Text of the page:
- Excelsior Blend
- Excelsior Espresso
- Kilimanjaro Kibo
- Organic Guatemala
- Charcoal Coffee
Meanwhile, Hoshino Coffee boasts three main blends: Hoshino, Hikoboshi, and Orihime. You can learn more about them from this article comparing Hoshino Coffee with Sapporo Coffee Kan.
The best coffee companies pride themselves on their careful bean selection process, which is undoubtedly true for Doutor Coffee. It makes sure that only the beans that satisfy its requirements are chosen. Besides sourcing its beans from its own plantations in Hawai'i, it also imports from 11 other countries with the best coffee-growing zones. Once they've been picked, the selected beans head on to Doutor Coffee's roasting plant.
Different bean types have different flavors. By judiciously blending different beans, unique great-tasting coffee can be achieved. Blending can be done pre-mix (before roasting) or post-mix (after roasting). Pre-mix blending must be skillfully and knowledgeably done since beans come with varying composition and moisture content, making them difficult to roast already mixed. But with know-how, it can be done to produce a well-balanced and full-flavored coffee blend.
Doutor Coffee sets itself apart from other coffee brands in several ways, including its roasting process. Roasting is a crucial step in coffee production. Most coffee companies use hot air for roasting as it's more efficient. Doutor, however, chose to take a different route by using open flame, which takes three times longer. Nonetheless, this method more thoroughly ensures that the beans are sufficiently roasted.
Open-flame roasting is typically adopted by smaller artisanal coffee shops since the process only allows about five to 20 kilograms of beans at a time. However, a huge brand like Doutor Coffee needed to find a way to make open-flame roasting more practical, hence its innovation that allows it to roast large batches of beans on an open flame.
In Doutor Coffee, roasting is overseen by a master roaster. This definitely suggests that the process is more complicated than what you might expect. It involves properly weighing the beans and adjusting to the right roasting temperature as well as checking on the condition of the fire, the amount of water used, the internal bean temperature, the ambient temperature, and the humidity.
Maintaining freshness is another critical factor in ensuring the high quality of Doutor Coffee's products. Since coffee starts to lose its flavor about two to three weeks after roasting, the beans delivered to the different outlets are frozen to ensure freshness. Because of this, a computer program is used to determine the usual coffee amount required by an outlet based on its sales. This is done to ensure that it doesn't get over-supplied.
Another rule Doutor Coffee outlets have for ensuring freshness is to discard all remaining coffee 30 minutes after its batch was brewed. This way, customers can always count on their coffee being freshly brewed.
Doutor Coffee Products
If you like the taste of Doutor Coffee drinks and would like to enjoy them at home, you can buy the brand's different products for preparation and consumption elsewhere other than the shops. Some of its best-sellers are the following:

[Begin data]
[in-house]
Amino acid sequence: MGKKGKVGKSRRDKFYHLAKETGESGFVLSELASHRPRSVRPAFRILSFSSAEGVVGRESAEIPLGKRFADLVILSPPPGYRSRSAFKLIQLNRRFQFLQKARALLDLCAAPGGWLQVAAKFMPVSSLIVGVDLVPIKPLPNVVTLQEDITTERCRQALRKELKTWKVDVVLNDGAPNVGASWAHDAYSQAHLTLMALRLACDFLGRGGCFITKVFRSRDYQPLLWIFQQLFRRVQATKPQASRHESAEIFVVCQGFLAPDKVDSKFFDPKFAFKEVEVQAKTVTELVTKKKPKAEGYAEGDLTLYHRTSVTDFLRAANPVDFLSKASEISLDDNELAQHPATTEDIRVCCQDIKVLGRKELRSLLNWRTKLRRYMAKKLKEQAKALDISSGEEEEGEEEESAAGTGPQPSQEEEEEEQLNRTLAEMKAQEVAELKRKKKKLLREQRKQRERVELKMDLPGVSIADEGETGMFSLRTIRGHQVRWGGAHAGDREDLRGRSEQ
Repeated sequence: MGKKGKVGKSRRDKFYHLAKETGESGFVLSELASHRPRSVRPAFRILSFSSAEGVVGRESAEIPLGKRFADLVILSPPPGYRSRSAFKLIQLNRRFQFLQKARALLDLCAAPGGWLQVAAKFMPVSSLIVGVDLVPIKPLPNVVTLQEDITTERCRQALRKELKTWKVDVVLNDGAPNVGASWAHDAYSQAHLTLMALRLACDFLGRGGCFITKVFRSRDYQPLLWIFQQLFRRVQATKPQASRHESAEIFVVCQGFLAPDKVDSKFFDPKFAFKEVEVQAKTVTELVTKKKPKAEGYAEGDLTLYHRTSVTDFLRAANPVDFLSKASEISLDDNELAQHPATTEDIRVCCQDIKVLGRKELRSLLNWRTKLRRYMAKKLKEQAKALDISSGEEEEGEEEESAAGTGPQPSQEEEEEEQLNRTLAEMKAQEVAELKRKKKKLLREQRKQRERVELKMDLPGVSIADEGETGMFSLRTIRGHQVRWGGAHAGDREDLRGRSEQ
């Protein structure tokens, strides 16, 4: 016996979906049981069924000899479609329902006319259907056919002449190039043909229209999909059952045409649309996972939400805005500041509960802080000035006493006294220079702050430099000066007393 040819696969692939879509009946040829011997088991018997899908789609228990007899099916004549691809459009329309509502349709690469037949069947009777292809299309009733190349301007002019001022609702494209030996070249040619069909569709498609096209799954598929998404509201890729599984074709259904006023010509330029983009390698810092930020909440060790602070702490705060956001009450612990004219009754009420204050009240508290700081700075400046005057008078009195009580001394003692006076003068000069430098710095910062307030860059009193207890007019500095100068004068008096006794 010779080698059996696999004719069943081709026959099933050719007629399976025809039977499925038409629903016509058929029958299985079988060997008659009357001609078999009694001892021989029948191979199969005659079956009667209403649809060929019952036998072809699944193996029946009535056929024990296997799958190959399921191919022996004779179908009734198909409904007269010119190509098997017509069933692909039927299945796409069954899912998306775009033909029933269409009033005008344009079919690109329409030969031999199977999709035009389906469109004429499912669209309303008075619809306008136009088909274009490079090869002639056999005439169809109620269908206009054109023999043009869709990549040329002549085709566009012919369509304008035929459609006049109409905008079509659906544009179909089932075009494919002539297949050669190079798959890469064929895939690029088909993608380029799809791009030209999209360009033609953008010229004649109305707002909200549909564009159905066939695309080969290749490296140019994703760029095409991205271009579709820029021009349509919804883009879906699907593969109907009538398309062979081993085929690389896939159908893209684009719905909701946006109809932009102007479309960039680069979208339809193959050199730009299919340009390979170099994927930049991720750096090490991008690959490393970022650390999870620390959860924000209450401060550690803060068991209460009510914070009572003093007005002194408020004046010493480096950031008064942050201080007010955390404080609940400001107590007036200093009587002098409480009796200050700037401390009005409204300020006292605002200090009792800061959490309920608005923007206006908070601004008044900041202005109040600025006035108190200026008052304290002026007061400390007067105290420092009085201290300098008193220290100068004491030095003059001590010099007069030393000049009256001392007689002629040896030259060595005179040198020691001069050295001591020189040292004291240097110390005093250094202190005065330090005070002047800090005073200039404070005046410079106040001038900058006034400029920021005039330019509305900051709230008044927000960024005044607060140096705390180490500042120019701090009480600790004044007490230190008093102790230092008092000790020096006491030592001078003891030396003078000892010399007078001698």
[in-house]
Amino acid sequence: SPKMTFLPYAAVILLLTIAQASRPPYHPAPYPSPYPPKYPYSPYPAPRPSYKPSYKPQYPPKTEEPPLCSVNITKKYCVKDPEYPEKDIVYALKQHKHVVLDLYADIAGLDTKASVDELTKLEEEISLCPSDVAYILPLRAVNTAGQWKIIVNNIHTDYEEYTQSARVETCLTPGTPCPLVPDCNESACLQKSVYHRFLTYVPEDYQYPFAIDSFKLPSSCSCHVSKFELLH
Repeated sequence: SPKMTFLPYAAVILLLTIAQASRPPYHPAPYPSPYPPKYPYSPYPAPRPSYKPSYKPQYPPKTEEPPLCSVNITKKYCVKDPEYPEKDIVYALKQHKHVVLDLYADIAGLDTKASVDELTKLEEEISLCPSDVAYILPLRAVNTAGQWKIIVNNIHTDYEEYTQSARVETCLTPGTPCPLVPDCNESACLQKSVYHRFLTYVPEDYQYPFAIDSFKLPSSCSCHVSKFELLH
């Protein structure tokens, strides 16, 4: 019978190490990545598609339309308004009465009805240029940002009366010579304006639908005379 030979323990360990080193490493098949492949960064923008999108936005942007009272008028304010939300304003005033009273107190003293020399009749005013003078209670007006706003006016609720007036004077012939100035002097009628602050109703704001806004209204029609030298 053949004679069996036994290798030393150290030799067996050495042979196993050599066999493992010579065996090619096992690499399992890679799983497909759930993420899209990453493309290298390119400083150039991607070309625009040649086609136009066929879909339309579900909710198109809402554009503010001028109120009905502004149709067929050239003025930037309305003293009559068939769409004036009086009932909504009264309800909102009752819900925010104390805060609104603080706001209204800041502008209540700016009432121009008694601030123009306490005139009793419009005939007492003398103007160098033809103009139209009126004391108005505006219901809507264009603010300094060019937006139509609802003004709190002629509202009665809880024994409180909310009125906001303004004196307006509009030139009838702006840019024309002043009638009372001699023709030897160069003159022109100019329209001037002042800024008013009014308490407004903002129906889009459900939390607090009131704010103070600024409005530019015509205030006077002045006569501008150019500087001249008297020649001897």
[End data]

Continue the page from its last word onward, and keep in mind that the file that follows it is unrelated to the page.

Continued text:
- Doutor Instant Coffee Fragrant Delicious Cup 120 grams - This is freeze-dried, medium-deep roast, instant coffee made with beans sourced from Vietnam. This bag makes about 60 delicious cups, either hot or cold.
- Doutor Café au Lait Mild Instant Coffee 10 Sticks - Each stick makes one cup of hot or cold coffee. It has a mellow taste that perfectly balances the flavor of milk and coffee.
- Doutor Direct Fire Roasted (Umai) Ground Coffee 18 Packs - This package contains 18 single-serving coffee packets. Each packet has ground coffee in a filter bag. The blend, which has a fragrant aroma as well as a smooth and mellow taste, is made with beans from Brazil and Nicaragua.
- Doutor Enjoy Aroma Variety Drip Pack Ground Coffee 8 Packs - This package contains eight single-serving coffee packets with ground coffee in a filter bag. There are two packets for each of the four premium blends included. These are:
- Mellow Blend with beans from Brazil and Colombia.
- Aroma Blend with beans from Brazil and Colombia.
- Mocha Blend with beans from Brazil and Ethiopia.
- Kilimanjaro Blend with beans from Brazil and Tanzania.
The instant variety is easy enough to prepare, but the drip-on kind takes some know-how. So here are some simple instructions on how to drip-brew Doutor Coffee.
- Tear open one packet and take out the filter bag containing ground coffee.
- Tear off the top of the filter and hook the holder handles over the rim of your cup.
- Slowly and carefully pour hot water over the coffee grounds in a circular motion a little at a time.
- Continue pouring until the cup is almost full. The level will go down once the filter is removed.
If you prefer something even more convenient and ready to drink, Doutor Coffee also has bottled coffee drinks available. The most popular of these are the café au lait, the black, and the salted caramel.
Doutor Coffee was a revolutionary concept when it was founded. A grab-and-go coffee place was created in anticipation of a rising need, but through the years, it has evolved into a solid presence in Japanese coffee culture, adapting to the times but at the same time staying true to its mission.